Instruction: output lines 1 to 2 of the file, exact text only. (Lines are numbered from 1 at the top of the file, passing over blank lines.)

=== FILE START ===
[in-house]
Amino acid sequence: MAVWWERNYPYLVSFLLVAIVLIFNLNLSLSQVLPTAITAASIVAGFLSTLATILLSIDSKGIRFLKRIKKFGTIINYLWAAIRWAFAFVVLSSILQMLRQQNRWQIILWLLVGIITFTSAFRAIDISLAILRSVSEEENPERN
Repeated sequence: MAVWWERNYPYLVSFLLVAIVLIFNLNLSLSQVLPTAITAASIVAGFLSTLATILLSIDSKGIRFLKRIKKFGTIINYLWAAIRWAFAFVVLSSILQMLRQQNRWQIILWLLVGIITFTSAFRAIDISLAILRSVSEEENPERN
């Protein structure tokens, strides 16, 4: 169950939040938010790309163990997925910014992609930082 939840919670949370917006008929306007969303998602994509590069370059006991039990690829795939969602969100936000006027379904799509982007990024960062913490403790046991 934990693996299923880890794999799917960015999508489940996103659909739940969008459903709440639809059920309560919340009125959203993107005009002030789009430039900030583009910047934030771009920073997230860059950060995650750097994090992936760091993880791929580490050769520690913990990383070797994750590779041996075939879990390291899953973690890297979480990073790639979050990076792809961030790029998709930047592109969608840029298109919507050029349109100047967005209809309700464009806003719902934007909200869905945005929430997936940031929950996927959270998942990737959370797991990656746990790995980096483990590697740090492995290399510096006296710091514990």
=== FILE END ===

[in-house]
Amino acid sequence: MAVWWERNYPYLVSFLLVAIVLIFNLNLSLSQVLPTAITAASIVAGFLSTLATILLSIDSKGIRFLKRIKKFGTIINYLWAAIRWAFAFVVLSSILQMLRQQNRWQIILWLLVGIITFTSAFRAIDISLAILRSVSEEENPERN